Welcome back, be sure to check out Part One of this guide on how to create a Twitter account and Part Two where we go over setting up your profile. In this part, we are going to be exploring some of the features of Twitter.
Now it’s time to explore Twitter. The top right has a search bar you can use to see what people are talking about here. You can even see if people are talking about you or your services although this may be harder to weed through unless you are a larger or national business.
Once you’ve typed your search query, you can either press the enter key or you can click on the little magnifying glass in the box to conduct the search.
For example, if you are a local Phoenix independent agent, it may be a good idea for you to search for #Phoenix or #PHX to see what locals are tweeting about that day. It also may be a good idea to use that hashtag when writing tweets since that will make it more likely to reach a local audience.
When you have finished the search, you’ll see all the results. You’ll always see the “Top” results first. These are tweets that had very high levels of engagement or seem like they would be more relevant to you (i.e., a person you follow who has tweeted using the hashtag will tend to show up over someone you don’t follow).
The “Latest” tab will show you the newest tweets relating to that particular search. “People” will show you accounts that frequent the tag and have high engagement. “Photos” will show photos and “Videos” will show videos. “News” will pull up any news information, and lastly “Broadcast” will feature any live video.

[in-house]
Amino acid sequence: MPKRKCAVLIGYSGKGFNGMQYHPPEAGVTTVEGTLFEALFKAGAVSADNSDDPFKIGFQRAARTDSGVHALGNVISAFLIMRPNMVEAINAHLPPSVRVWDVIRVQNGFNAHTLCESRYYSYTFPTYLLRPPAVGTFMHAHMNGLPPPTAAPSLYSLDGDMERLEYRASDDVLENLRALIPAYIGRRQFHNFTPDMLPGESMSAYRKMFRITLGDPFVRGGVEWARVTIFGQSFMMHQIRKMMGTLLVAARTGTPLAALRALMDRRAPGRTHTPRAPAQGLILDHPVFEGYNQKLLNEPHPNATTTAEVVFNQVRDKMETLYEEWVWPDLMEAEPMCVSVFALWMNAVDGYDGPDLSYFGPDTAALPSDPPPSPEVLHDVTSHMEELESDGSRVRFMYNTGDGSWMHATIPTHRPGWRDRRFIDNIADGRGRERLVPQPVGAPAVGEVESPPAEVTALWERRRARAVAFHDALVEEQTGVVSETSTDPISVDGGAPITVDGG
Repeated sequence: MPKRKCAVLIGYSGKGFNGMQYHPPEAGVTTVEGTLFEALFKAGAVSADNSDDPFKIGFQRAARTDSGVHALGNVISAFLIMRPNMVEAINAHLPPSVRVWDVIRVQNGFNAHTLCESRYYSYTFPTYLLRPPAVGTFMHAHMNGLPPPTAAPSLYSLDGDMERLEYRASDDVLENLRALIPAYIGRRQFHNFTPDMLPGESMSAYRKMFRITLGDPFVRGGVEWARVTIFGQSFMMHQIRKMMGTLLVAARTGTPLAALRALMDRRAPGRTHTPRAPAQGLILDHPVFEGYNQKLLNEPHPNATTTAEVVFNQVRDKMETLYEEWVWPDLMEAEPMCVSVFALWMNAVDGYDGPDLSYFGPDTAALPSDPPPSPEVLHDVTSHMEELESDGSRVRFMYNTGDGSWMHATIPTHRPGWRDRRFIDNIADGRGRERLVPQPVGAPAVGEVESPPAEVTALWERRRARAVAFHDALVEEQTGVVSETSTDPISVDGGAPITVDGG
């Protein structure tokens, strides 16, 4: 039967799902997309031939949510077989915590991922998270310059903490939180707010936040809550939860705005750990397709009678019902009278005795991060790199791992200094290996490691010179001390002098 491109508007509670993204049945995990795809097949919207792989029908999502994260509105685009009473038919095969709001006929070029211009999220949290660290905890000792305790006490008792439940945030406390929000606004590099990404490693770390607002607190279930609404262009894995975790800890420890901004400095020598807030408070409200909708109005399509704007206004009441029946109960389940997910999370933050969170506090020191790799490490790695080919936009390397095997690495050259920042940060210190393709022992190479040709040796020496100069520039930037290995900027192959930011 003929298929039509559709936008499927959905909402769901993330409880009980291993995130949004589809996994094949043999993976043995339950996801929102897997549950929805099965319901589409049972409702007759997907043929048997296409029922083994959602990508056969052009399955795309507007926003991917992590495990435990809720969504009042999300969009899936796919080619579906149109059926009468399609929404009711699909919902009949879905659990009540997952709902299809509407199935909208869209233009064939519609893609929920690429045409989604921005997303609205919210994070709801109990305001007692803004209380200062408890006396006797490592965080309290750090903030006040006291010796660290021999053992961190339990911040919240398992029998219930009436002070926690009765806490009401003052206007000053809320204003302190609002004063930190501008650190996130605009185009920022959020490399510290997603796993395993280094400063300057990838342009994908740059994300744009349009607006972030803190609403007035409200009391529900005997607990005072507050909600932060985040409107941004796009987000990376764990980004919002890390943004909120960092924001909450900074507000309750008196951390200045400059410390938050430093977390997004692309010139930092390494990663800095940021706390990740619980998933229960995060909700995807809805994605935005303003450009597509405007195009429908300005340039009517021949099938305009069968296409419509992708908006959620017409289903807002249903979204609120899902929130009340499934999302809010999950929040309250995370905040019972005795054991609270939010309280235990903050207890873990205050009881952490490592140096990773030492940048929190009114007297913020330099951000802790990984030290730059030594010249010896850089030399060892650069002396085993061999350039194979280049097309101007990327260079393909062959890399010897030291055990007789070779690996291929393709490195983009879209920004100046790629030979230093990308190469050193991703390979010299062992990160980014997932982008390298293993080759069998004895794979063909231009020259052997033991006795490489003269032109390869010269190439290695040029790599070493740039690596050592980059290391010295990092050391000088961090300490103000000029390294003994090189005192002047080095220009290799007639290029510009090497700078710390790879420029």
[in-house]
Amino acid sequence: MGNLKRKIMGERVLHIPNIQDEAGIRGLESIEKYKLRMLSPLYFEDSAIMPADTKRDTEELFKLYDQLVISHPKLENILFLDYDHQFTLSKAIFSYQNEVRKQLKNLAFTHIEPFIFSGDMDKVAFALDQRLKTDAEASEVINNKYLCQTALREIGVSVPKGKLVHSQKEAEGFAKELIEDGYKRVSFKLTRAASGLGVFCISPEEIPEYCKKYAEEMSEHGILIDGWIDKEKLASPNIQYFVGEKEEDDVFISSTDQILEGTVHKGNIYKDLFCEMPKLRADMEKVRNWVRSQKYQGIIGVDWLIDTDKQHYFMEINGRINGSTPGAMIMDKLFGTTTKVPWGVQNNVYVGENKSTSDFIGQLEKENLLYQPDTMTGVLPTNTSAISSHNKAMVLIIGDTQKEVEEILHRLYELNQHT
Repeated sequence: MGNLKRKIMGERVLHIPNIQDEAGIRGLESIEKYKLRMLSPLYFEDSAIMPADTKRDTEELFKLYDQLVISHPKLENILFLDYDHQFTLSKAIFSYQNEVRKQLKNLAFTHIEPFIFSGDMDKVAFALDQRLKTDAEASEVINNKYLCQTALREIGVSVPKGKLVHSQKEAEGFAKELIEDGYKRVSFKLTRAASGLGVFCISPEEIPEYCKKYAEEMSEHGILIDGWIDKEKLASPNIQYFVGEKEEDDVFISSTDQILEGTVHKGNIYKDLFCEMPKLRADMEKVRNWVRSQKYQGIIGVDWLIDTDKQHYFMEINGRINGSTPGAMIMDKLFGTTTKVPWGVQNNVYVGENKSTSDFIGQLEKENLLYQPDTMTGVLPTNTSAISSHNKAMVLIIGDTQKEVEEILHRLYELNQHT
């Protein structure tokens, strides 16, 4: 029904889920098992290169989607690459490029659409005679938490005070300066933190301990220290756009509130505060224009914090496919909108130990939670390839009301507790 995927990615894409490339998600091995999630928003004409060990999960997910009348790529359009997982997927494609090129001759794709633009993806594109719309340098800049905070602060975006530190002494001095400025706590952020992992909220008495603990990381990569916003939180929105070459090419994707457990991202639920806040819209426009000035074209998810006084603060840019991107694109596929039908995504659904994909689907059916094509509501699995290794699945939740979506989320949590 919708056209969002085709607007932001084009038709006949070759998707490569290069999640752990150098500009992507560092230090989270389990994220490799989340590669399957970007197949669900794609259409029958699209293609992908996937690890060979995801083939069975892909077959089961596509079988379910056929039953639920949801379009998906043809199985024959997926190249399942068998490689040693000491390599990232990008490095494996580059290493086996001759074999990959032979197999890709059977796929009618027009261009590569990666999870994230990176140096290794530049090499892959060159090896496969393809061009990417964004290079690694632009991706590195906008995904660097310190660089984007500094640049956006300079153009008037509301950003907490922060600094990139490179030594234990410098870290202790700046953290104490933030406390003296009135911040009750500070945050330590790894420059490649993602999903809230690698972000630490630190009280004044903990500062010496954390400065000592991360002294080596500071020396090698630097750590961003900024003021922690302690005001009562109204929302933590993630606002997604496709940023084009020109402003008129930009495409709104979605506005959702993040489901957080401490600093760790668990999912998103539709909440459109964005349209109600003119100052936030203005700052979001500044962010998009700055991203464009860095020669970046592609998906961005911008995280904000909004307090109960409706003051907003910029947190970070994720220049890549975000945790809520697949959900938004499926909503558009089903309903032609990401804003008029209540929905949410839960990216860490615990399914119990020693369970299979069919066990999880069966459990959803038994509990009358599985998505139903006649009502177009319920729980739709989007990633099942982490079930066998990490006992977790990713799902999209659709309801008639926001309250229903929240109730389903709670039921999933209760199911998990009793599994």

Now, you probably have figured out how to tweet by this point. Just in case you haven’t, it’s that small blue button always located on the top right of your screen. You can also see it on your dashboard with a little “What’s happening?” prompt.
From here, a little box will appear on your screen, and you are free to type your tweet at will. You can add images or even search for appropriate GIFs to add more personality to your tweet. Just recently, Twitter added full emoji support as well so by clicking on the smiling icon you’ll be able to add your favorite emojis to your tweet.
NOTE: That little green icon next to the smiley face is an add-on that I have on my browser and is not native to Twitter. However, it is really handy on this platform because it is a grammar plugin that finds common misspellings and basic incorrect uses of grammar. It’s called Grammarly, and can be helpful since tweets have no way of being edited. That means that if you send out a tweet with a typo, it’s there forever unless you choose to delete it and recreate the tweet.
Continue Part 4